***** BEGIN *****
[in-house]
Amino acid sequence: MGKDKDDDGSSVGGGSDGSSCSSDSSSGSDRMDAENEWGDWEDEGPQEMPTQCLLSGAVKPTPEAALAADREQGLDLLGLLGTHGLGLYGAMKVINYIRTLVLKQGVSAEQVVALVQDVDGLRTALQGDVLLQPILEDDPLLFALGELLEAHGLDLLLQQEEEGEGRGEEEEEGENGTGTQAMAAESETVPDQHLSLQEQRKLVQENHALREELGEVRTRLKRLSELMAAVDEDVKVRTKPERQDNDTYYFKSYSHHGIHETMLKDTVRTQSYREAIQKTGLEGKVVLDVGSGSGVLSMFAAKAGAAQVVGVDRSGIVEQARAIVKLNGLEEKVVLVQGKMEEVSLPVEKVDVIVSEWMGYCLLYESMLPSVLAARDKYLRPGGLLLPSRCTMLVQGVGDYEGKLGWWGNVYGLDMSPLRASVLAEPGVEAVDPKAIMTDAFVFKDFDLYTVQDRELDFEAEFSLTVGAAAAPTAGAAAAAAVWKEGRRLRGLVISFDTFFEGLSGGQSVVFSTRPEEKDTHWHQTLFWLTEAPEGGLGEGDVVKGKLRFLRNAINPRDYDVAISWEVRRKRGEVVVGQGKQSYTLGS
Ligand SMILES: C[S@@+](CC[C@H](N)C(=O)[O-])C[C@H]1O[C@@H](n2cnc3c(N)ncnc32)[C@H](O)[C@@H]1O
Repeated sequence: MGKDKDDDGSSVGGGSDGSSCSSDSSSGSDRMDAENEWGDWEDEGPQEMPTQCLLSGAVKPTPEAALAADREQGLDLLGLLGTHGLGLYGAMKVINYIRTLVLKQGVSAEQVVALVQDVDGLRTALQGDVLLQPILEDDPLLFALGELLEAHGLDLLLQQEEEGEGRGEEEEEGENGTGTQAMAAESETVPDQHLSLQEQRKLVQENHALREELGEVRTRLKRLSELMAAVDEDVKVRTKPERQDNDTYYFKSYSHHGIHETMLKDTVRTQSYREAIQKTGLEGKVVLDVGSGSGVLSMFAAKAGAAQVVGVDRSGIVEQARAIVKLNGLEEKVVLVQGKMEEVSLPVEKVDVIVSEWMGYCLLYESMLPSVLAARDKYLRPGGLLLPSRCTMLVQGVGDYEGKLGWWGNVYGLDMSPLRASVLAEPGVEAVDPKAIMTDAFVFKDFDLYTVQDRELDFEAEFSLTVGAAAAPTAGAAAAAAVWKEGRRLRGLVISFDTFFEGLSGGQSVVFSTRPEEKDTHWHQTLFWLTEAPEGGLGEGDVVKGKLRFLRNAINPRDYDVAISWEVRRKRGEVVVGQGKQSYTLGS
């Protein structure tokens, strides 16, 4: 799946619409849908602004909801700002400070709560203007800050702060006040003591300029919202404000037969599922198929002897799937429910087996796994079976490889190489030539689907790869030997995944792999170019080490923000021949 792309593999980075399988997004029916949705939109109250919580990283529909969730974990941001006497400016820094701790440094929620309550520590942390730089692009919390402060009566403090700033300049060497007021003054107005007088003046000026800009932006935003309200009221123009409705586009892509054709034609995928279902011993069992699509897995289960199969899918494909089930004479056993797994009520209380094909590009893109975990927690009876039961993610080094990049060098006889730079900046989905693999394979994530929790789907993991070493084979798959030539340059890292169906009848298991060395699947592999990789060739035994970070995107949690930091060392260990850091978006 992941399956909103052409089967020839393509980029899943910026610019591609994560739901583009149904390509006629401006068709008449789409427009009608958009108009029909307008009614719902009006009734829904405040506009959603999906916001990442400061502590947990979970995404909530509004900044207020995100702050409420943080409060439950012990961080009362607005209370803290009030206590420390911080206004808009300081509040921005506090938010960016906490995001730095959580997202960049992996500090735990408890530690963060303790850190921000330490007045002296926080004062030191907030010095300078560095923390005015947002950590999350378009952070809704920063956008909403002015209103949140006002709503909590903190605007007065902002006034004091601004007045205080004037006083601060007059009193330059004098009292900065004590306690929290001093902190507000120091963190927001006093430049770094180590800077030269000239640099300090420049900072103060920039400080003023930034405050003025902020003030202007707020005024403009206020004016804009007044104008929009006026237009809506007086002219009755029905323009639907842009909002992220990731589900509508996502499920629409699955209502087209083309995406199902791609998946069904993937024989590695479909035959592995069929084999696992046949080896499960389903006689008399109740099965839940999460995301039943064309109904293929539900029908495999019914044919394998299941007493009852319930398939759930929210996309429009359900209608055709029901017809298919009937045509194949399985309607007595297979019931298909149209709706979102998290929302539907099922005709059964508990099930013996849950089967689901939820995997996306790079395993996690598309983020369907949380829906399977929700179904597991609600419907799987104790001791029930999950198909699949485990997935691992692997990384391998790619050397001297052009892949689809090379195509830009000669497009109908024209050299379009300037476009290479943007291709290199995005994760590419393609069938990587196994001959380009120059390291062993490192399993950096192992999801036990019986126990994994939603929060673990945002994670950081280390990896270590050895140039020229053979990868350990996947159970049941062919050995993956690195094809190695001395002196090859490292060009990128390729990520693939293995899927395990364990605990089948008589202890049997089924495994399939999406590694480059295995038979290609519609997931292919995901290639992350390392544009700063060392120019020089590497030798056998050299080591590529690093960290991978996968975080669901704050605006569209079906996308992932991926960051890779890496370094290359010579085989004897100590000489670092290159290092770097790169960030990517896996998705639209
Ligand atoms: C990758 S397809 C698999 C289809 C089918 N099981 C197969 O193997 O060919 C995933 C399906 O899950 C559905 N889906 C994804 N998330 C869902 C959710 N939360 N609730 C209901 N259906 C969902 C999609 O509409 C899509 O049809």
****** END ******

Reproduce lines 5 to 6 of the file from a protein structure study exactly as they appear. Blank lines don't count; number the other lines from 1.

């Protein structure tokens, strides 16, 4: 799946619409849908602004909801700002400070709560203007800050702060006040003591300029919202404000037969599922198929002897799937429910087996796994079976490889190489030539689907790869030997995944792999170019080490923000021949 792309593999980075399988997004029916949705939109109250919580990283529909969730974990941001006497400016820094701790440094929620309550520590942390730089692009919390402060009566403090700033300049060497007021003054107005007088003046000026800009932006935003309200009221123009409705586009892509054709034609995928279902011993069992699509897995289960199969899918494909089930004479056993797994009520209380094909590009893109975990927690009876039961993610080094990049060098006889730079900046989905693999394979994530929790789907993991070493084979798959030539340059890292169906009848298991060395699947592999990789060739035994970070995107949690930091060392260990850091978006 992941399956909103052409089967020839393509980029899943910026610019591609994560739901583009149904390509006629401006068709008449789409427009009608958009108009029909307008009614719902009006009734829904405040506009959603999906916001990442400061502590947990979970995404909530509004900044207020995100702050409420943080409060439950012990961080009362607005209370803290009030206590420390911080206004808009300081509040921005506090938010960016906490995001730095959580997202960049992996500090735990408890530690963060303790850190921000330490007045002296926080004062030191907030010095300078560095923390005015947002950590999350378009952070809704920063956008909403002015209103949140006002709503909590903190605007007065902002006034004091601004007045205080004037006083601060007059009193330059004098009292900065004590306690929290001093902190507000120091963190927001006093430049770094180590800077030269000239640099300090420049900072103060920039400080003023930034405050003025902020003030202007707020005024403009206020004016804009007044104008929009006026237009809506007086002219009755029905323009639907842009909002992220990731589900509508996502499920629409699955209502087209083309995406199902791609998946069904993937024989590695479909035959592995069929084999696992046949080896499960389903006689008399109740099965839940999460995301039943064309109904293929539900029908495999019914044919394998299941007493009852319930398939759930929210996309429009359900209608055709029901017809298919009937045509194949399985309607007595297979019931298909149209709706979102998290929302539907099922005709059964508990099930013996849950089967689901939820995997996306790079395993996690598309983020369907949380829906399977929700179904597991609600419907799987104790001791029930999950198909699949485990997935691992692997990384391998790619050397001297052009892949689809090379195509830009000669497009109908024209050299379009300037476009290479943007291709290199995005994760590419393609069938990587196994001959380009120059390291062993490192399993950096192992999801036990019986126990994994939603929060673990945002994670950081280390990896270590050895140039020229053979990868350990996947159970049941062919050995993956690195094809190695001395002196090859490292060009990128390729990520693939293995899927395990364990605990089948008589202890049997089924495994399939999406590694480059295995038979290609519609997931292919995901290639992350390392544009700063060392120019020089590497030798056998050299080591590529690093960290991978996968975080669901704050605006569209079906996308992932991926960051890779890496370094290359010579085989004897100590000489670092290159290092770097790169960030990517896996998705639209
Ligand atoms: C990758 S397809 C698999 C289809 C089918 N099981 C197969 O193997 O060919 C995933 C399906 O899950 C559905 N889906 C994804 N998330 C869902 C959710 N939360 N609730 C209901 N259906 C969902 C999609 O509409 C899509 O049809």